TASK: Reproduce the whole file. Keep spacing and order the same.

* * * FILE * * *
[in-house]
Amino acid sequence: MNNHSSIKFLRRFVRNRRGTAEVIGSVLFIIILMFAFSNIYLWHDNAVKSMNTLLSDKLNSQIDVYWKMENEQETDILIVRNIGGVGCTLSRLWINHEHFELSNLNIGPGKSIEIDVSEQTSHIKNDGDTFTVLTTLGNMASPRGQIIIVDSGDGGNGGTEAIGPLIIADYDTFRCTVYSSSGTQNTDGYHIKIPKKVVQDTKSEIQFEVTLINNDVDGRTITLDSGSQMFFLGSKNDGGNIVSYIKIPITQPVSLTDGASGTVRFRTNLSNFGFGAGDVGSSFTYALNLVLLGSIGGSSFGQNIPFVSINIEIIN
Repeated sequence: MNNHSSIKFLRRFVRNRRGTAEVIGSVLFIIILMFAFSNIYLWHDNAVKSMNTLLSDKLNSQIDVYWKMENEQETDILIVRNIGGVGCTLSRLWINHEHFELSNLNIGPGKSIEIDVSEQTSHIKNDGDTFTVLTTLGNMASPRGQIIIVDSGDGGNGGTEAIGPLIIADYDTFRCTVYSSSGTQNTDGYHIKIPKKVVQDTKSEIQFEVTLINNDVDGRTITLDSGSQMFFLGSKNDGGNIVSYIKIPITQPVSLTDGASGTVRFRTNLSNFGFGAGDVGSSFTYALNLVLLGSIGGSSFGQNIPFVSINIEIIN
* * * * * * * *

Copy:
[in-house]
Amino acid sequence: MNNHSSIKFLRRFVRNRRGTAEVIGSVLFIIILMFAFSNIYLWHDNAVKSMNTLLSDKLNSQIDVYWKMENEQETDILIVRNIGGVGCTLSRLWINHEHFELSNLNIGPGKSIEIDVSEQTSHIKNDGDTFTVLTTLGNMASPRGQIIIVDSGDGGNGGTEAIGPLIIADYDTFRCTVYSSSGTQNTDGYHIKIPKKVVQDTKSEIQFEVTLINNDVDGRTITLDSGSQMFFLGSKNDGGNIVSYIKIPITQPVSLTDGASGTVRFRTNLSNFGFGAGDVGSSFTYALNLVLLGSIGGSSFGQNIPFVSINIEIIN
Repeated sequence: MNNHSSIKFLRRFVRNRRGTAEVIGSVLFIIILMFAFSNIYLWHDNAVKSMNTLLSDKLNSQIDVYWKMENEQETDILIVRNIGGVGCTLSRLWINHEHFELSNLNIGPGKSIEIDVSEQTSHIKNDGDTFTVLTTLGNMASPRGQIIIVDSGDGGNGGTEAIGPLIIADYDTFRCTVYSSSGTQNTDGYHIKIPKKVVQDTKSEIQFEVTLINNDVDGRTITLDSGSQMFFLGSKNDGGNIVSYIKIPITQPVSLTDGASGTVRFRTNLSNFGFGAGDVGSSFTYALNLVLLGSIGGSSFGQNIPFVSINIEIIN